Friday, August 22, 2008

The Man who Sold the Insurgency

In his bestseller "From Beirut to Jerusalem," Thomas Friedman reflects on an interview with Mustafa Barzani. Barzani led the Kurdish rebel party in 1960's Iraq .

"Barzani was once asked why the Kurdish national liberation movement, which he led, never got the world attention of some other national liberation movements, like the Palestinians. Barzani said it was simple: 'Because we fought only on our own land and we killed only our own enemies."

I can think of one well-known terrorist group that hasn't followed Barzani's example. Awful as it is to think that Al-Qaeda's attack on the US was just a (successful) PR move, it does answer the perplexing question: "why do they hate us?"

Maybe they don't. Not specifically.

In Naked in Baghdad, her memoir about reporting on the Iraq War, NPR guru Anne Garrels suggests that via September 11, the United States got dragged into an ongoing and ugly conflict between Arab sects. This war started before the US got involved, and it'll keep going after the US pulls out.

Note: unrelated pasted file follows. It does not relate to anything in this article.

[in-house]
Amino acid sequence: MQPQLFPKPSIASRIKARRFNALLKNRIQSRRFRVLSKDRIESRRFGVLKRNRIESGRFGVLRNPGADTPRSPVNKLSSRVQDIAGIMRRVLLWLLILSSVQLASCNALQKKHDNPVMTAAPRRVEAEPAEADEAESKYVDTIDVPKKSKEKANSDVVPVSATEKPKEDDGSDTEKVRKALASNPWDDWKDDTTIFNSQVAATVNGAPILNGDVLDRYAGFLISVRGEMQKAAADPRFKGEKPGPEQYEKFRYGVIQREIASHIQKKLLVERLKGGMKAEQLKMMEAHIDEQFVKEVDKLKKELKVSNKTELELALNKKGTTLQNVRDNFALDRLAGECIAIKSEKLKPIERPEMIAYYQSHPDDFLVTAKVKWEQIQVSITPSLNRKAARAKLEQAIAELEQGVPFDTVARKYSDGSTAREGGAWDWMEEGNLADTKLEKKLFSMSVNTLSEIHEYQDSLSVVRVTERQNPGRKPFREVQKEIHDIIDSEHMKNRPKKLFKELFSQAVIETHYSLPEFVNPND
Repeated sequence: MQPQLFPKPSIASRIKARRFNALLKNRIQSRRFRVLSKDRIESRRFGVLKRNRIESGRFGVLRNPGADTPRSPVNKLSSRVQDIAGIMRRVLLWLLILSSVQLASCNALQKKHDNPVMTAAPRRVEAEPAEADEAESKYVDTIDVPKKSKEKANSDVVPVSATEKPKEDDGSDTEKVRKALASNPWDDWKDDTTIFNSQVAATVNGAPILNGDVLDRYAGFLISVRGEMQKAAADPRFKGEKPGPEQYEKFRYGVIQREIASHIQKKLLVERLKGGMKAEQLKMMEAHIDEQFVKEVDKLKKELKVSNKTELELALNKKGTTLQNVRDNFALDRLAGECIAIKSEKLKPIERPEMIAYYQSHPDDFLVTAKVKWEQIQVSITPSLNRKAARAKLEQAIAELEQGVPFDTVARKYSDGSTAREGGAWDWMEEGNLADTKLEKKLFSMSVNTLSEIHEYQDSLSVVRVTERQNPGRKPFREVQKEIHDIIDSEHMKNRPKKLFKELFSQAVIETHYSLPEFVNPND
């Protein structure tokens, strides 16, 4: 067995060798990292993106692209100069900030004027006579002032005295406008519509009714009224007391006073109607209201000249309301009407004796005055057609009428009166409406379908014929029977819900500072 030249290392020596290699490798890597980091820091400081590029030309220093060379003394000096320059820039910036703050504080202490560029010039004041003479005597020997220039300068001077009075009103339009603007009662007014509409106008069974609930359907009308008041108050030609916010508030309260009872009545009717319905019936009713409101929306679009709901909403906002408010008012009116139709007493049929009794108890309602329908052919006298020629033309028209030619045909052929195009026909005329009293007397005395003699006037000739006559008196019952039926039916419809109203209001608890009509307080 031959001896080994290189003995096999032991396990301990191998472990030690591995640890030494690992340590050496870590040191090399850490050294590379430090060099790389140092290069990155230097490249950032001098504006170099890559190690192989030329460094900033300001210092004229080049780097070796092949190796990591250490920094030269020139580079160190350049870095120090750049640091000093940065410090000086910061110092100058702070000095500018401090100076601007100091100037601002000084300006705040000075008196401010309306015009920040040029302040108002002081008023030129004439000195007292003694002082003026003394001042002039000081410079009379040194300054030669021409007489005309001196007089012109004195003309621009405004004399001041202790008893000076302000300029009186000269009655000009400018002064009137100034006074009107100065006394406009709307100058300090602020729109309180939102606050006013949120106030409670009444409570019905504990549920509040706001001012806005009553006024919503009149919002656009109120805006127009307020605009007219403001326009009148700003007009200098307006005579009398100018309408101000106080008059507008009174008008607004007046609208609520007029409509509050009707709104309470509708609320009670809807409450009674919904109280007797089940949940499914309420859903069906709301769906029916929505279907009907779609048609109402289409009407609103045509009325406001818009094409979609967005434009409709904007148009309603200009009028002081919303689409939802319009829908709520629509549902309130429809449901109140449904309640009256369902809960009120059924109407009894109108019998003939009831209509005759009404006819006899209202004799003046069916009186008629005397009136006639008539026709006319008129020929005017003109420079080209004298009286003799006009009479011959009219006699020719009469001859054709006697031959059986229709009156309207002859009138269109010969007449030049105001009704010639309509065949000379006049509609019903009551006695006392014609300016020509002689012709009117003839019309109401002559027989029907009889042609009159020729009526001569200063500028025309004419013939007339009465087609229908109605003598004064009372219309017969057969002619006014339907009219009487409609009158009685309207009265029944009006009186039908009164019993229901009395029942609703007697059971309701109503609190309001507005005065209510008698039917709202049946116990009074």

Like Israel and the former Soviet Union, the US has been an important but occasional player in the pan-Arabism drama, a play whose main actors are Lebanon, Syria, Jordan, Saudi Arabia, Egypt, al-Qaeda, Pakistan, Hezbollah, the PLO, the Muslim Brotherhood, Saddam, Iran, the Baath Party, Sunnis, Shiites, Druse. The list goes on. (Israel is, yes, more than an occasional player. But in some ways it's still a player.)

The Bush attitude seems to be the old standby "I didn't start this, but I'm going to finish it," with its tendency to evoke military and parental discipline. It's true, the US didn't start this. But I doubt we can finish it, either.

This post owes its title and (some of) its tone to "The Man Who Sold the War," James Bamford's National Magazine Award winner about the importance of public opinion in armed conflicts.

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